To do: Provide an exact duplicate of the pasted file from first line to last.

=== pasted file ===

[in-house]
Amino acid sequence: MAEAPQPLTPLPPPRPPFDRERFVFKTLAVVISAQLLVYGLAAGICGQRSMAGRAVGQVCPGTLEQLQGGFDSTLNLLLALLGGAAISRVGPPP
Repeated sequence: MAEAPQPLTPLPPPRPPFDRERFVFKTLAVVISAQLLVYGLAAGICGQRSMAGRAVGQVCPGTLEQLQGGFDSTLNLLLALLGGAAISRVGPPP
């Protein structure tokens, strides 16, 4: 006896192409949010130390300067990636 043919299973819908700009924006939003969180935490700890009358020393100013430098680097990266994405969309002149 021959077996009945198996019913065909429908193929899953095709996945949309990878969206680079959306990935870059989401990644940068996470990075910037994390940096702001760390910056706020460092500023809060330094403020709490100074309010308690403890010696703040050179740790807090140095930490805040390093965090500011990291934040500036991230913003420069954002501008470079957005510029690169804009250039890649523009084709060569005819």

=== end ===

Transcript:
[in-house]
Amino acid sequence: MAEAPQPLTPLPPPRPPFDRERFVFKTLAVVISAQLLVYGLAAGICGQRSMAGRAVGQVCPGTLEQLQGGFDSTLNLLLALLGGAAISRVGPPP
Repeated sequence: MAEAPQPLTPLPPPRPPFDRERFVFKTLAVVISAQLLVYGLAAGICGQRSMAGRAVGQVCPGTLEQLQGGFDSTLNLLLALLGGAAISRVGPPP
């Protein structure tokens, strides 16, 4: 006896192409949010130390300067990636 043919299973819908700009924006939003969180935490700890009358020393100013430098680097990266994405969309002149 021959077996009945198996019913065909429908193929899953095709996945949309990878969206680079959306990935870059989401990644940068996470990075910037994390940096702001760390910056706020460092500023809060330094403020709490100074309010308690403890010696703040050179740790807090140095930490805040390093965090500011990291934040500036991230913003420069954002501008470079957005510029690169804009250039890649523009084709060569005819």